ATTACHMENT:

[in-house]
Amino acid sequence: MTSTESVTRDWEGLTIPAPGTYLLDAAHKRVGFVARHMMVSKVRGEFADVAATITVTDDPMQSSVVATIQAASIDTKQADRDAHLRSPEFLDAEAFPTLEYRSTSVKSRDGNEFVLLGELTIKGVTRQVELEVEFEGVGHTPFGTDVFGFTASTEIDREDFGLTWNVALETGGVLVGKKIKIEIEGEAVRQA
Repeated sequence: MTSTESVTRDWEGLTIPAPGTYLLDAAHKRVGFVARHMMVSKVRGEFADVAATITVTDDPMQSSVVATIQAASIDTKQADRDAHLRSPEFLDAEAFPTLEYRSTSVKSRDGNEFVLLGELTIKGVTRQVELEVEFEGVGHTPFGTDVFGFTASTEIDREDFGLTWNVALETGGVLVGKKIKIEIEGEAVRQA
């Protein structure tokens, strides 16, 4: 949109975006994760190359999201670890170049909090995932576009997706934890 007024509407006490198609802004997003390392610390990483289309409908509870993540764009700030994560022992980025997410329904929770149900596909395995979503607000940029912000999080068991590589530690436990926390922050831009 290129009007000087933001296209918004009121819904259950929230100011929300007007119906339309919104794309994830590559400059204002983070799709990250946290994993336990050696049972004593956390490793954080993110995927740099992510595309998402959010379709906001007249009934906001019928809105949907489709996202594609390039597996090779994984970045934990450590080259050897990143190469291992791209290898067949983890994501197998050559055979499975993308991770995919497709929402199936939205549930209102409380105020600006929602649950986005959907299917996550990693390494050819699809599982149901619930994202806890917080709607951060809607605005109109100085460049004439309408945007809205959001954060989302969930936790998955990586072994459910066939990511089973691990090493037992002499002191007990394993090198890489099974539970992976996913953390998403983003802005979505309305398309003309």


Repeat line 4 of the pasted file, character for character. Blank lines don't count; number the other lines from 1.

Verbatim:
């Protein structure tokens, strides 16, 4: 949109975006994760190359999201670890170049909090995932576009997706934890 007024509407006490198609802004997003390392610390990483289309409908509870993540764009700030994560022992980025997410329904929770149900596909395995979503607000940029912000999080068991590589530690436990926390922050831009 290129009007000087933001296209918004009121819904259950929230100011929300007007119906339309919104794309994830590559400059204002983070799709990250946290994993336990050696049972004593956390490793954080993110995927740099992510595309998402959010379709906001007249009934906001019928809105949907489709996202594609390039597996090779994984970045934990450590080259050897990143190469291992791209290898067949983890994501197998050559055979499975993308991770995919497709929402199936939205549930209102409380105020600006929602649950986005959907299917996550990693390494050819699809599982149901619930994202806890917080709607951060809607605005109109100085460049004439309408945007809205959001954060989302969930936790998955990586072994459910066939990511089973691990090493037992002499002191007990394993090198890489099974539970992976996913953390998403983003802005979505309305398309003309």